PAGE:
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Georgina Baker

The head chef of Millside in Lyme Regis reveals her post-service fix and the podcast that get her through prep
Georgina Baker at Millside in Lyme Regis

Georgina Baker, head chef of Millside in Lyme Regis, reveals her post-service fix and the podcast that get her through prep

Which kitchen item couldn’t you live without?

My trusty KitchenAid, which I was gifted when I left one of my first jobs. I’d also be lost without my chinois: I use it to create super-clear stocks, sauces and purees. There’s nothing worse than a lumpy puree.

What do you listen to in the kitchen?

Generally, we don’t listen to anything as I like to hear what’s going on and communicate with the team without being distracted. However, in the morning I’ll sometimes put on a podcast. Recently we’ve been listening to High Performance which features inspiring people, such as Marcus Wareing, talk about their careers.

Career highlight to date?

Working for Elysian Collection in Switzerland. It’s owned and run by two women, one of them being Angeline Davies (executive chef and commercial director) who trained me. The knowledge I picked up and cooking experiences I had opened so many doors and opportunities and set me up for my return to the UK.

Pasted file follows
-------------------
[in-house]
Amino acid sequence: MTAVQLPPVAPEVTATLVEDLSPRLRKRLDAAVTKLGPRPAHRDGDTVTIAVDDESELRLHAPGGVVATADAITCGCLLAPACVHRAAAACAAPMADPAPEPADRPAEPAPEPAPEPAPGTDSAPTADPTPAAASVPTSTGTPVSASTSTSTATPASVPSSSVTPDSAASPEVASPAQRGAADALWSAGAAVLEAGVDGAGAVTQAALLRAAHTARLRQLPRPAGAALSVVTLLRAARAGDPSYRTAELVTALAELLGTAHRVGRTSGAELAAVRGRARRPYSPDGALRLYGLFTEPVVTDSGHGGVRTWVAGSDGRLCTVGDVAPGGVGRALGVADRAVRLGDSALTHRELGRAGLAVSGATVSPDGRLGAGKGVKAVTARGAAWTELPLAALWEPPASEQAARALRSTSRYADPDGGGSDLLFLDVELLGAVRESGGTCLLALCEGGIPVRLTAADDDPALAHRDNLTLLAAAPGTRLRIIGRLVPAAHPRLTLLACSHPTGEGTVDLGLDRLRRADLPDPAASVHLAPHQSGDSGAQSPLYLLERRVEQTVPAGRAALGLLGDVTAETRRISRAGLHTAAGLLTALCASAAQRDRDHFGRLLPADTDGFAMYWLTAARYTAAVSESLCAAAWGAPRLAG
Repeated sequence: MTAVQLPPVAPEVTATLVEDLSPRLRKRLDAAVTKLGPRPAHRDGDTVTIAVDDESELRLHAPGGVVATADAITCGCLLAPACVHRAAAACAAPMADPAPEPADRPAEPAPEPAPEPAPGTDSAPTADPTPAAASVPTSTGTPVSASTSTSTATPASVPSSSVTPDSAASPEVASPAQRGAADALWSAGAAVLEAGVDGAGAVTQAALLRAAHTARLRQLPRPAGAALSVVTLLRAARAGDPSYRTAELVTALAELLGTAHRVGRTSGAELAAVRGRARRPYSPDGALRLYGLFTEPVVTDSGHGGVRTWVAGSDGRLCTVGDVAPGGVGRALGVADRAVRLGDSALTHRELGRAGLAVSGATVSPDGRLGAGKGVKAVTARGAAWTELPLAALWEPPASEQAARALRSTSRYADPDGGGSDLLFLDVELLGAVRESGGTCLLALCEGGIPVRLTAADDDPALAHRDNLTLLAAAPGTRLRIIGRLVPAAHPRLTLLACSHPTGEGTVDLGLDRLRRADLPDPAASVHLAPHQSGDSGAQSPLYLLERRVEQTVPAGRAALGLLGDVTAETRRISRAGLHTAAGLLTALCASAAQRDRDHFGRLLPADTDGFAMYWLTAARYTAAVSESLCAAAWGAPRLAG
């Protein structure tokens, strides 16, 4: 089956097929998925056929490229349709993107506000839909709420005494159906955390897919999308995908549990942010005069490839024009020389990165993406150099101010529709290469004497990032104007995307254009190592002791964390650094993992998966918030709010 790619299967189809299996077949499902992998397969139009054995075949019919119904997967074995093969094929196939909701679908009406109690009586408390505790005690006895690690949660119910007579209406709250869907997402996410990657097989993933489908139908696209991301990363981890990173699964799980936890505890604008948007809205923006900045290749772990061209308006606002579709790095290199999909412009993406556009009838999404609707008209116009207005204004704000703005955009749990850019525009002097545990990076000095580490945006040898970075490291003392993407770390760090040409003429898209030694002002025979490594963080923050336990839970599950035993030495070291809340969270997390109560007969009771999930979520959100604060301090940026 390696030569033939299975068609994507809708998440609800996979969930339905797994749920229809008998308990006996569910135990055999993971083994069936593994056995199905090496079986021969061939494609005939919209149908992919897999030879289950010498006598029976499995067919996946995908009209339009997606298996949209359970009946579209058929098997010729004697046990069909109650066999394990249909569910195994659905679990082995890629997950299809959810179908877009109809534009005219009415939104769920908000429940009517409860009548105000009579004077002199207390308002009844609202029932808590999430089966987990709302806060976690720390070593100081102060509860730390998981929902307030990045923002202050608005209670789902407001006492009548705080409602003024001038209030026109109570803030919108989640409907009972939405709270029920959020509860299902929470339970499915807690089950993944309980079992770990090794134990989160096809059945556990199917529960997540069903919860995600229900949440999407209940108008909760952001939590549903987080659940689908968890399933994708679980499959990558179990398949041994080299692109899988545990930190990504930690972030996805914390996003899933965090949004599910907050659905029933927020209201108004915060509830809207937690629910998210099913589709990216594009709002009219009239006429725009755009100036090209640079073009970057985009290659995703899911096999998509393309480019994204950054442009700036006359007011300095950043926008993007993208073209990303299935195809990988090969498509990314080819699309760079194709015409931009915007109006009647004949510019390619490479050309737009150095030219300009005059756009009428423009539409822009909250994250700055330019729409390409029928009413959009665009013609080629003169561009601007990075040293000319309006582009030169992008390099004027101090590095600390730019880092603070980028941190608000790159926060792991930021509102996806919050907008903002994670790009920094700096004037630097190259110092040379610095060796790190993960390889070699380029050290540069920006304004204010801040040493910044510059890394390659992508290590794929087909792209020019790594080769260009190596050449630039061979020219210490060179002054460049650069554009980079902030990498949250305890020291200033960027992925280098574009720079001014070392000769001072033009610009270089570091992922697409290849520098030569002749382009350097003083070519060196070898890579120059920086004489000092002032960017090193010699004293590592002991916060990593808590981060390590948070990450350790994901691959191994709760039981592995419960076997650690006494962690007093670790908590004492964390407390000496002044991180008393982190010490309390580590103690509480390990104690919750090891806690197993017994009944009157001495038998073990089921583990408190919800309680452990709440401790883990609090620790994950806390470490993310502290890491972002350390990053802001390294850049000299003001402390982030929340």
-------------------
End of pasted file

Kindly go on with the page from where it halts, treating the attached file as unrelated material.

Your most-read recipe book?

I love an Ottolenghi cookbook. His first, Ottolenghi: The Cookbook, is my favourite because it captures the unique style of his cooking when he emerged into the limelight. When I lived in London, I’d often visit his cafes for coffee and cake.

Lilac in Lyme Regis

Favourite place to eat out?

I recently visited Lilac, sister venue to Harriet Mansell’s Robin Wylde in Lyme Regis. The food was beautiful and displayed incredible use of British produce. In the South West, I also like Candlelight Inn in Chard – you can’t beat its Sunday roast.

Not long ago, I had an amazing dining experience at the Michelin-starred HIDE near Green Park in London. Perilla is also on my restaurant radar in the capital.

Best staycation spot?

London for the diverse food scene and to see family and friends. Alternatively, somewhere by the sea in Cornwall.

Guilty food pleasure?

Anything sweet. A couple of years ago I experimented with cutting out alcohol and have continued ever since. My post-service fix is now a handful of Haribo rather than a glass of wine.

Desert island meal?

I could happily live off mussels for the rest of my life, so either classic moules marinière or a Thai-inspired version with turmeric and lemongrass. I’d also be tempted by a perfectly cooked steak. And, if presented with a mille-feuille, I’d be hard-pressed to turn it down.

Supported by
Churchill Recreate
Indy Cafe Cookbook Volume 2
South West 660
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